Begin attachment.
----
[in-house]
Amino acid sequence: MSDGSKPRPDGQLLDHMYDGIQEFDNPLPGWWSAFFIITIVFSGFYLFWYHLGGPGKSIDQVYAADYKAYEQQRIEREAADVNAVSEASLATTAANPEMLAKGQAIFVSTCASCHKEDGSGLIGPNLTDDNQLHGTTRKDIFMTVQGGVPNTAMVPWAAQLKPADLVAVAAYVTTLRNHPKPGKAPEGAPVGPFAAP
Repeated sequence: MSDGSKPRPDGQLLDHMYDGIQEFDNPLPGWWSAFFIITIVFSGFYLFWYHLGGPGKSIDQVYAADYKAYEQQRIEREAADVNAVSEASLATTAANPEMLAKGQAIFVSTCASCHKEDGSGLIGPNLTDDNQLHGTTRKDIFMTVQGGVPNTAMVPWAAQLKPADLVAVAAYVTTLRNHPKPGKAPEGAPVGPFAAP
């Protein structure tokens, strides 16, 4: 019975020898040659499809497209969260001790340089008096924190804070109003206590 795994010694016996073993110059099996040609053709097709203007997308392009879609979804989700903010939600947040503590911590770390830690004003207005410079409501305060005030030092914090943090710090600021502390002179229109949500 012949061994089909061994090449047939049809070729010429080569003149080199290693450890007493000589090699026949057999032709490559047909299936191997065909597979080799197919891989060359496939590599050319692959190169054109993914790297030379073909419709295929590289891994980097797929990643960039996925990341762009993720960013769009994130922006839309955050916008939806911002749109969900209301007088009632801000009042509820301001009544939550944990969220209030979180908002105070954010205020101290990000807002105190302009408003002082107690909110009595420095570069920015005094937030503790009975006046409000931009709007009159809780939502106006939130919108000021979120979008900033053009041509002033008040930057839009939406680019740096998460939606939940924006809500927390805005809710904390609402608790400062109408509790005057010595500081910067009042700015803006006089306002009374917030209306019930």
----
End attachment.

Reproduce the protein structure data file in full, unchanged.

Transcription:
[in-house]
Amino acid sequence: MSDGSKPRPDGQLLDHMYDGIQEFDNPLPGWWSAFFIITIVFSGFYLFWYHLGGPGKSIDQVYAADYKAYEQQRIEREAADVNAVSEASLATTAANPEMLAKGQAIFVSTCASCHKEDGSGLIGPNLTDDNQLHGTTRKDIFMTVQGGVPNTAMVPWAAQLKPADLVAVAAYVTTLRNHPKPGKAPEGAPVGPFAAP
Repeated sequence: MSDGSKPRPDGQLLDHMYDGIQEFDNPLPGWWSAFFIITIVFSGFYLFWYHLGGPGKSIDQVYAADYKAYEQQRIEREAADVNAVSEASLATTAANPEMLAKGQAIFVSTCASCHKEDGSGLIGPNLTDDNQLHGTTRKDIFMTVQGGVPNTAMVPWAAQLKPADLVAVAAYVTTLRNHPKPGKAPEGAPVGPFAAP
């Protein structure tokens, strides 16, 4: 019975020898040659499809497209969260001790340089008096924190804070109003206590 795994010694016996073993110059099996040609053709097709203007997308392009879609979804989700903010939600947040503590911590770390830690004003207005410079409501305060005030030092914090943090710090600021502390002179229109949500 012949061994089909061994090449047939049809070729010429080569003149080199290693450890007493000589090699026949057999032709490559047909299936191997065909597979080799197919891989060359496939590599050319692959190169054109993914790297030379073909419709295929590289891994980097797929990643960039996925990341762009993720960013769009994130922006839309955050916008939806911002749109969900209301007088009632801000009042509820301001009544939550944990969220209030979180908002105070954010205020101290990000807002105190302009408003002082107690909110009595420095570069920015005094937030503790009975006046409000931009709007009159809780939502106006939130919108000021979120979008900033053009041509002033008040930057839009939406680019740096998460939606939940924006809500927390805005809710904390609402608790400062109408509790005057010595500081910067009042700015803006006089306002009374917030209306019930």